Friday, November 16, 2012

Farewell to Norm's brother Harold Linville

We have been fortunate to be able to travel to Colby, Kansas for the funeral yesterday honoring Norm's brother, Harold, who died to this life on Sunday, Nov. 11. Here, for family who were unable to be here, are some photos taken yesterday and also Norm's tribute to his brother that he posted on his own FaceBook account. 

The interior of Colby United Methodist Church after the flower service and before the funeral service began.

 I am so grateful for my brother Harold, for the quiet care with which he served his family, community, church, and country.  The love and respect which poured out for him as we gathered for the celebration of his life yesterday was awe inspiring.  He clearly was trusted by people who lined up to ask for his carpentry skills to make their homes more livable, by the new recruits and the long time members and  officers of the Kansas National Guard which he served for 41 years, by Jim Mardock the pastor of Colby United Methodist Church who clearly had lost not only a member of the church but a friend, by the family and people of the community who filled that church yesterday to remember his gifts to them.  Harold did not demand respect and love, but in giving it to others it was returned to him.  The care and precision which the veterans, soldiers and officers of  the Kansas National Guard showed yesterday at the local cemetery out shown anything I've seen at similar services for veterans at Jefferson Barracks National Military Cemetery in St. Louis, MO.  I am grateful for Harold Linville, September 3, 1931-- November 11, 2012.---Norm Linville

After the flower service, there was a dinner in the fellowship hall of the church at noon. This picture board highlighted some of the events in Harold's family life. 

 As time grew closer for the service at 2 p.m. members of the Colby Veterans of Foreign Wars arrived and set up an avenue of flags. Not until I started to work with the photo did I see how interesting the cloud formations looked against the blue Kansas sky. 

 The VFW members also comprised a motorcycle escort for the procession to the cemetery following the funeral service. 
 The Honor Guard from the Kansas National Guard acted as pallbearers at the cemetery. 
 Cars just kept coming and coming into the cemetery.  Norm estimated 200 to 250 people attended the service at the church and most of them followed for the graveside ceremony. Here, pastor Jim Mardock leads the commital prayers.
 The military honors continued as in the distance a rifle salute was fired and a live bugler played taps.  Then two of the guard began folding the flag. 

 After this salute, the folded flag was presented to Harold's wife, Janice, and their daughters Debbie and Dina.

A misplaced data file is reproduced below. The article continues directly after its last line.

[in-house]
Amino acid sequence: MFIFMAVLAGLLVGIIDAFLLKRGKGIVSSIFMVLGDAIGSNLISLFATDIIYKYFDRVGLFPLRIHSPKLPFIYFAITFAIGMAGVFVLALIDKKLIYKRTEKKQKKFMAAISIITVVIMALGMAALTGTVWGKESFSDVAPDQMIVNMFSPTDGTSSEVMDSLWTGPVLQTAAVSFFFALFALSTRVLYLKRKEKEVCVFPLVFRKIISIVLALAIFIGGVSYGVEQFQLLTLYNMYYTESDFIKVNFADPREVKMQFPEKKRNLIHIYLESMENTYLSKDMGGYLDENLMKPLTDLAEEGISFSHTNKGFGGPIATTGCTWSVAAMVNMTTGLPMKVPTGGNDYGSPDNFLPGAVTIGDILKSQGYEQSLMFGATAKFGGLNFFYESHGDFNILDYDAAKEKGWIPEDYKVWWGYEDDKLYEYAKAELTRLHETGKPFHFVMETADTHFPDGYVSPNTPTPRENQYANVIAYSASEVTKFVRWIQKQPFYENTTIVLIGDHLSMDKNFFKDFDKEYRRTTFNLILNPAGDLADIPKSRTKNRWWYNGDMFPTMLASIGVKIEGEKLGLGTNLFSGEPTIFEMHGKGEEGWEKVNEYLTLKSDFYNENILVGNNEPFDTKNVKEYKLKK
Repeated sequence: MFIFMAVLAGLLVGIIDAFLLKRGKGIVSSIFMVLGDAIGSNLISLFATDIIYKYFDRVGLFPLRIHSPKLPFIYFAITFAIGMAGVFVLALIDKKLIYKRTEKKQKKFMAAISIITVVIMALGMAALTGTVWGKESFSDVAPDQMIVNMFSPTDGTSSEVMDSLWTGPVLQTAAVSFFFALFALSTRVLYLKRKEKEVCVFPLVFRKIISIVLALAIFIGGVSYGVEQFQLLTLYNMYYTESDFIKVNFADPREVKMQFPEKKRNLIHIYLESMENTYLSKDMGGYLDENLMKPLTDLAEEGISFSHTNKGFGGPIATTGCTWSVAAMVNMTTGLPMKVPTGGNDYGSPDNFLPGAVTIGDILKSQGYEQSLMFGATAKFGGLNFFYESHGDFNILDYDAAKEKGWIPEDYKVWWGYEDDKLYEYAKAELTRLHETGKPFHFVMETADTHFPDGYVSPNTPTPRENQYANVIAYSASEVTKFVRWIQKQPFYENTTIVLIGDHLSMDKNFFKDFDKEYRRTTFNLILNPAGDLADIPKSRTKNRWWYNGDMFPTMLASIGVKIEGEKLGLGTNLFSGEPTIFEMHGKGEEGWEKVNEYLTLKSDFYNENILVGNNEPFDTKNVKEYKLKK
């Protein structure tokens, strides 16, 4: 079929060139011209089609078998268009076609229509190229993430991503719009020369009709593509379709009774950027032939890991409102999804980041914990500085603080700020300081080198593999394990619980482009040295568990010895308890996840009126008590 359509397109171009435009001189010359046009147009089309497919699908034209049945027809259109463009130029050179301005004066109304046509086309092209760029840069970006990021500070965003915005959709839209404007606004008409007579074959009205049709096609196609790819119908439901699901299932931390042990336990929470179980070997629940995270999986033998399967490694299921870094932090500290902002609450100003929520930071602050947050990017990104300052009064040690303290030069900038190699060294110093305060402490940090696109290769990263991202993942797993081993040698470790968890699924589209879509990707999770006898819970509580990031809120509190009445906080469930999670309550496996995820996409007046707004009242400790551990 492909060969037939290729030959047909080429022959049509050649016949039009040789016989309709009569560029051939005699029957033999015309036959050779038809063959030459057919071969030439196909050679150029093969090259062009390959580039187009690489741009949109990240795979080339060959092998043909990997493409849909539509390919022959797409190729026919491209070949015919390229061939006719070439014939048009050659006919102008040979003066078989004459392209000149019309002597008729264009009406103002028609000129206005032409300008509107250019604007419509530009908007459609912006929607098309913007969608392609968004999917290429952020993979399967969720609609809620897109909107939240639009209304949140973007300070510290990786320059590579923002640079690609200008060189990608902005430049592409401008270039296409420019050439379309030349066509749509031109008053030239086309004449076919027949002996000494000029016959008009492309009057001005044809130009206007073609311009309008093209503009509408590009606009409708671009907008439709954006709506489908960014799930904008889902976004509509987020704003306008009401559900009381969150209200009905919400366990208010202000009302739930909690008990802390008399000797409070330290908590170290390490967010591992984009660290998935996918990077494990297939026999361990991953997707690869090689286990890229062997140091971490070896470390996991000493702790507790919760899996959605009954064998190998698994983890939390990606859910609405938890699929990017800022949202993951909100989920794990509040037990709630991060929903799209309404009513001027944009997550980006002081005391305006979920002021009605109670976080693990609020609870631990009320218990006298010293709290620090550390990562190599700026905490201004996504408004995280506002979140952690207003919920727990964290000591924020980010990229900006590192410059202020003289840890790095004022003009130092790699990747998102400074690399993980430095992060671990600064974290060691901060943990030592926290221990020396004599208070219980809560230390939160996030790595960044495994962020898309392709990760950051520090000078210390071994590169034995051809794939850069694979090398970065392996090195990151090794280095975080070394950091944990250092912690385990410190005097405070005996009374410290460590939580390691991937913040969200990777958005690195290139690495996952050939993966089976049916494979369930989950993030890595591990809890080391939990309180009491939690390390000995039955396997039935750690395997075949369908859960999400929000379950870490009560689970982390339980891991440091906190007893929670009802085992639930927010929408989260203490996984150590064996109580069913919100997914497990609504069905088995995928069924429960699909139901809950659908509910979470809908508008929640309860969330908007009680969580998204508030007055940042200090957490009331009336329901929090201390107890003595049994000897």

Below are a few family pictures and other scenes from the day.

 Harold and Janice's daughter Debbie Bernsden with her children John and Julie.
 Janice and Harold's daughter Dina Casey with her grandson Blake, who had been his great-grandpa's pride and joy for the last 4 months!  Dina's children Kyle and Erin (Blake's mom) are in the grandchild photo which is next.
 After the flower service, while waiting for lunch, we took several family group photos. Janice is with her and Harold's grandchildren: Erin, Kyle, John and Julie.
 Norm has 19 nephews and nieces and these 8 were able to come to the service...a tricky thing to do for a midweek funeral when you are working, going to school, or both. Dina, Paula, Doug, Debbie, Carla, Mike, Scott and Aleta also took advantage of the chance to work on the plans for the next Linville reunion in August 2013. 

For those who would like more views of the flowers, here are some I took after the flower service. 

 Many beautiful bouquets and healthy plants brightened the church. In the background is the framed Kansas State flag which was one of Harold's prized possessions. It was flown over the state capital and presented to him on his 80th birthday and 41st anniversary of membership in the Kansas National Guard. It should be noted that Harold celebrated his 60th birthday in Saudi Arabia during Operation Desert Storm after his unit was called up to serve in a supporting maintenance role. 

 The rest of the flowers.
The Linville Sibs started this tradition when their sister Louise passed away in 1999. The white roses are for Richard, Louise and now Harold. The red ones are for Walt, Maxine, Norm, Larry and Don.


Judy Ridlen said...

Thanks for sharing, Judi and Norm. Beautiful depiction and description of Harold and the service.

Gay said...

Looks like a wonderful tribute to a wonder person. Hugs!